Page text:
Diving in Palau by liveaboard affords the avid diver the opportunity to explore the nation's varied and spectacular dive sites. Laying between the Philippine Sea and northern Pacific Ocean, these limestone islands surrounded by crystal clear cobalt blue water are home to a dazzling array of marine life. Divers travelling to Palau can expect to see a variety of reef sharks, huge schools of jacks and barracuda, manta and eagle rays, Napoleon wrasse and batfish coupled with many critters and impressive corals. Drift dives are the norm and there are plenty of wrecks to visit and of course no liveaboard dive safari would be complete without a visit to the now-famous "Jelly Fish Lake".
Year Round - 6, 7 & 10 nights, from 2550 Euro Join S/Y Palau Siren as she cruises between wrecks and caves in Malakal Harbour, Ulong Island, German Channel, Ngemelis Island and Peleliu Island before returning to Koror. Our itineraries provide a mix of wreck diving, drift diving and night dives. Reef sharks can be seen in abundance, along with manta rays, stunning coral reefs and huge sea fans. A variety of smaller creatures can also be seen during our liveaboard diving trips.
Departing from Koror, the S/Y Palau Siren will spend 6 to 10 days diving a selection of sites including German Channel, New Drop Off, Ulong Channel and Blue Corner. The order in which we dive is based upon the currents, weather conditions and moon phase as we wish to bring you to the best sites at the optimum time to dive them. In Malakal Harbour we dive the Iro Maru wreck and Chandelier Cave. Whilst at Ulong divers can expect a speedy drift along the reefs with schools of snappers and trevally at dive sites such as Ulong Channel and Siaes Corner. Divers can enjoy the spectacle of spawning bumphead parrotfish and grey reef sharks are known to breed here with many juveniles often be spotted amongst the groups. Drift from Blue Holes to Blue Corner where schools of grey reef and white trip reef sharks hang in the currents, along with inquisitive Napoleon wrasse. German Channel is the place for manta ray action. Several mantas are commonly seen looping and feeding on plankton or swooping in to the cleaning stations. Divers rest on the bottom to watch the display or swim in the shallows as the mantas approach. At Peleliu Island schools of snapper congregate to spawn near "the Cut" meanwhile lucky divers may meet bull sharks, silver tips and black tip reef sharks. During our 10-night liveaboard trips we also offer the opportunity to visit the furthermost island dive sites to the north at Badeldaob Island, however this will be based on conditions at the time of trip departure. Many of the channels have strong currents and reef hooks are an essential piece of diving equipment, however diving in Palau is suitable for all levels of experience.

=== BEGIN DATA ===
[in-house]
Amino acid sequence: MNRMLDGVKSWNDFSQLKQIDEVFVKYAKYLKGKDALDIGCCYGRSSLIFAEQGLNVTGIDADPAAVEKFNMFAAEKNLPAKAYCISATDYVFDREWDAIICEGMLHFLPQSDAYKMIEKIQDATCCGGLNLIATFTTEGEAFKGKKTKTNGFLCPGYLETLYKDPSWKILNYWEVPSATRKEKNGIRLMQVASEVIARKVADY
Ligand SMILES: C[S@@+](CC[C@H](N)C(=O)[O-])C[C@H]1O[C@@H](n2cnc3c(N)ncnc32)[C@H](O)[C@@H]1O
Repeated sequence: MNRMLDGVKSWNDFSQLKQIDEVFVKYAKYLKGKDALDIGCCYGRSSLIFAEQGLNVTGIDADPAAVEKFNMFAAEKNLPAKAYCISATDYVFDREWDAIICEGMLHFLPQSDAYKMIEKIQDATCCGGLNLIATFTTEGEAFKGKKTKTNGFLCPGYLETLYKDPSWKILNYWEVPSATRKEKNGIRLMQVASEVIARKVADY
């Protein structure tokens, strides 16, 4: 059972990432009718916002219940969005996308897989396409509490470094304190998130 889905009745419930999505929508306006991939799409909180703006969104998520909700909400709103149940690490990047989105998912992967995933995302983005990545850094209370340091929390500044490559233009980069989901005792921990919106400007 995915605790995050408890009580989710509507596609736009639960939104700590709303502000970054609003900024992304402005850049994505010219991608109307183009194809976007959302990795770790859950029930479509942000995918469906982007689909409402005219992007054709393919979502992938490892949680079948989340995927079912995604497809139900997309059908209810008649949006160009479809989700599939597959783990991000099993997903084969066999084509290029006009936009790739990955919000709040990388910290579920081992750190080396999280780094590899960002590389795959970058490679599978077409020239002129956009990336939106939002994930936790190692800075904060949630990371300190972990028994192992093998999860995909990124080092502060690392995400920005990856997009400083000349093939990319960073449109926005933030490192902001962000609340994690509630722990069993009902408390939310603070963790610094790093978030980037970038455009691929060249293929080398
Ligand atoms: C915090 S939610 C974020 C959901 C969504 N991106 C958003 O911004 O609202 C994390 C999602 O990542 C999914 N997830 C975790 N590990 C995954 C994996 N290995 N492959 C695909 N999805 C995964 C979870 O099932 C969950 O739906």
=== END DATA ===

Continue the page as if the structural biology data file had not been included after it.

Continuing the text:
Palau is 7 degrees north of the equator and enjoys a warm tropical climate year round. Temperatures average 27°C (82°F) while water temperatures average a pleasant 27°C (82°F) as well. As a tropical island Palau is subject to rainfall throughout the year though more frequently between July and October. Diving, however, is excellent year around with high season considered to be November through May. The warm tropical waters of Palau are pleasant throughout the year averaging 27°C (82 °F). Most guests find that a 3mm wetsuit or shorty is suitable and many dive with just a skin. For guests who tend to get cold easily, especially after repetitive dives, we recommend bringing a 5mm suit or combination, in short whatever you feel most comfortable in.
Palau Liveaboard Diving Blog from our Cruise Directors